CMS’ Efforts to Implement the Affordable Care Act
New Actions – Medicare, Medicaid, and CHIP Screening and Fraud Prevention Rule (CMS-6028-FC)
On January 24, 2011, HHS and CMS announced rules that implement new Affordable Care Act tools to fight fraud, strengthen Federal health care programs, and protect taxpayer dollars. This rule puts in place prevention safeguards that will help CMS move beyond the “pay and chase” approach to fighting fraud.
Enhanced Screening and Enrollment Protections: The Affordable Care Act requires providers and suppliers who wish to enroll in the Medicare, Medicaid, or CHIP programs to undergo a level of screening tied to the level of risk of fraud, waste, or abuse such providers and suppliers present to the programs. This new rule will require high-risk providers and suppliers, including newly enrolling suppliers of Durable Medical Equipment, Prosthetics, Orthotics and Supplies (DMEPOS) and home health agencies, to undergo a higher level of scrutiny based on CMS’ and law enforcement’s experience with these provider and supplier types. CMS has also established certain triggers that would move a provider or supplier into the highest screening level.
In addition, CMS-6028-FC implements the Affordable Care Act provision that authorizes CMS to require that providers who order and refer certain items or services for Medicaid beneficiaries be enrolled in the State’s Medicaid program; this is similar to the new Medicare requirement included in an interim final rule published this past spring, CMS-6010-IFC, described in more detail below.
This new rule implements the statutory authority for CMS to impose a temporary enrollment moratorium if the Secretary determines such a moratorium is necessary to prevent or combat fraud, waste, or abuse. We will assess the impact of any proposed moratorium on beneficiary access and take this into consideration. We will publish a notice of the moratorium including a rationale for the moratorium in the Federal Register. Other preventive measures include new levels of coordination between Medicare and State Medicaid agencies. For example, State Medicaid programs are now required to terminate a provider that has been terminated by Medicare or terminated for cause by another State Medicaid agency or CHIP program.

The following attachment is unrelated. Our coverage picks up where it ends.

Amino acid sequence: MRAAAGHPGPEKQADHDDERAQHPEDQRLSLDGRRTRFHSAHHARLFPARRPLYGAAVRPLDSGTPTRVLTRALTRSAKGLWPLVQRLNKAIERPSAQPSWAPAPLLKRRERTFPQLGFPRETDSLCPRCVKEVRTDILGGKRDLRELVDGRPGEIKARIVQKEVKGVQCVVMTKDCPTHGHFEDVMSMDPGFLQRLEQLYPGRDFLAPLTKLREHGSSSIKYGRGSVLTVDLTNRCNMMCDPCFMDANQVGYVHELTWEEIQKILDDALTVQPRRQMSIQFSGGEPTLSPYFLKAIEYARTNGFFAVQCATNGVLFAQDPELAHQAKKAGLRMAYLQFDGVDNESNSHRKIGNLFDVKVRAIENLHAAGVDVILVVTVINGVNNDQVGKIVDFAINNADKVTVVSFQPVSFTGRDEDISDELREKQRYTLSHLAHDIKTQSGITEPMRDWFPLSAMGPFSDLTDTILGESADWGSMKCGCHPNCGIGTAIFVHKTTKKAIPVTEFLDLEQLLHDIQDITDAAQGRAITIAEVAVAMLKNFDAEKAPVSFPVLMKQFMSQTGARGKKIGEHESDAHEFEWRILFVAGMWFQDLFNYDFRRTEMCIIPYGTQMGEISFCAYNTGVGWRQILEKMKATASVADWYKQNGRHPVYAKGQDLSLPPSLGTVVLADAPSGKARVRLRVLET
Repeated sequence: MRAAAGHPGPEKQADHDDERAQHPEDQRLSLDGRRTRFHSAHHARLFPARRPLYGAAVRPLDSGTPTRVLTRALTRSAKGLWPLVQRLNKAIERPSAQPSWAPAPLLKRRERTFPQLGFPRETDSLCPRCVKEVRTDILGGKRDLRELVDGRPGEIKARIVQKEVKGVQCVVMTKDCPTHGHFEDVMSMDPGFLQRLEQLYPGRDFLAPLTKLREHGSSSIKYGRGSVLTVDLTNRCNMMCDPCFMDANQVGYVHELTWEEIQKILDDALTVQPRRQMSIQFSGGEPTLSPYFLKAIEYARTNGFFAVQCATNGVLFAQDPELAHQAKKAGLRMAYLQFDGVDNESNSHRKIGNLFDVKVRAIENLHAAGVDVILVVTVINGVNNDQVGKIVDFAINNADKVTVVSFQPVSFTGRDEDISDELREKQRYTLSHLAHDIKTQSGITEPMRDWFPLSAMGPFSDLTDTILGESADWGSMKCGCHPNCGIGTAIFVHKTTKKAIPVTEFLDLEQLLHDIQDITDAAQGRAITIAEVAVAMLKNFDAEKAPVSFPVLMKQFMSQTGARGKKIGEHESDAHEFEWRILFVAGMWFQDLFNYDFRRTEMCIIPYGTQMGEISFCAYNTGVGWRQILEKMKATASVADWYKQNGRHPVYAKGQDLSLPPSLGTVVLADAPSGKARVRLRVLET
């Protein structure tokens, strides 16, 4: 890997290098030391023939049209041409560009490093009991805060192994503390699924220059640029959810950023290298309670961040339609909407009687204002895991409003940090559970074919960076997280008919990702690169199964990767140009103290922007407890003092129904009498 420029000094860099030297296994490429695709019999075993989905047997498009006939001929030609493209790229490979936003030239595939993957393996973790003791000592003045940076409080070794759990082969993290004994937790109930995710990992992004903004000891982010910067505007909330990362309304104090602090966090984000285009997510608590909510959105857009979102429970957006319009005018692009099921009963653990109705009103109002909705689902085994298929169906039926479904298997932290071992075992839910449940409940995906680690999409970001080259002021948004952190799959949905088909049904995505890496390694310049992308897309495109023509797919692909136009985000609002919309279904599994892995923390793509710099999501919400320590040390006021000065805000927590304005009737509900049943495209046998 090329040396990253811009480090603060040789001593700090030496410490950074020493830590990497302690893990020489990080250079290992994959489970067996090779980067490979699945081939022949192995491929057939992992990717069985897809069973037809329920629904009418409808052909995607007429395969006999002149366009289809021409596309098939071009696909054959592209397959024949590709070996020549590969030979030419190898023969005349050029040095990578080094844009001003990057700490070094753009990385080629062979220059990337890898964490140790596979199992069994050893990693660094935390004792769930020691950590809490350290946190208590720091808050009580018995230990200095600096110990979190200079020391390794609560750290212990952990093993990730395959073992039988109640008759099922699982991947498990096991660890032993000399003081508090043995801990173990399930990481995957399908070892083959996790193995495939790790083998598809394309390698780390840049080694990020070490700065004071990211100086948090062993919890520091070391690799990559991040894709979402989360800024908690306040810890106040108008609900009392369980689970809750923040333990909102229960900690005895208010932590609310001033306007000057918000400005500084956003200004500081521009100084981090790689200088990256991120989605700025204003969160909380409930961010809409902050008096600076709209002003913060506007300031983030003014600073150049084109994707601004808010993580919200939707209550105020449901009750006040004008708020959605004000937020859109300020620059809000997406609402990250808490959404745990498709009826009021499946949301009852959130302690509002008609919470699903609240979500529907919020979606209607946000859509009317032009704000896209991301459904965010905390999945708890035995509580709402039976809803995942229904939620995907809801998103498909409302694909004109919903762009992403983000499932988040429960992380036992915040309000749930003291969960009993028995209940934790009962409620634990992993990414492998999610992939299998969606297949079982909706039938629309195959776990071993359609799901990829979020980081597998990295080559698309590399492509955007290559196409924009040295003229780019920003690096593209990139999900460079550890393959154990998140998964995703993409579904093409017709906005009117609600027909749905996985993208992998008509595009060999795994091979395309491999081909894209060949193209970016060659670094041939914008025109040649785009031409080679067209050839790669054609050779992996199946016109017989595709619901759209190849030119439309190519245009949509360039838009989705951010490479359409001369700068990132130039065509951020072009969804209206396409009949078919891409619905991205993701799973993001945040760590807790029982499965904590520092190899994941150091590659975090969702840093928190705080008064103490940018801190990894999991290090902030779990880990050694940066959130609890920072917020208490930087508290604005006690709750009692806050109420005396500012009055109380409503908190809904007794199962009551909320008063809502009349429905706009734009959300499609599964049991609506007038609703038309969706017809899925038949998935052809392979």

Stopping Payment of Suspect Claims: CMS-6028-FC allows Medicare payments to be suspended from providers or suppliers if there is a credible allegation of fraud pending an investigation or final action. The law also requires States to suspend payments to Medicaid providers where there is a credible allegation of fraud. This enhanced authority will help prevent taxpayer dollars from being used to pay fraudulent providers and suppliers.
New Resources to Strengthen Program Integrity: The Affordable Care Act provides an additional $350 million over 10 years, plus an inflation adjustment, to ramp up program integrity efforts in HHS’ Health Care Fraud and Abuse Control program (HCFAC) account, including the Medicare Integrity Program, as well as the Medicaid Integrity Program. These dedicated Affordable Care Act funds provide important financial resources for government-wide health care fraud and abuse efforts for the next decade, which will be used along with discretionary funding sought in the President’s Budget to pursue critical new prevention-focused activities, place more “feet on the street” by hiring more law enforcement agents, and facilitate other efforts to reduce improper payments and address emerging fraud schemes in the health care system.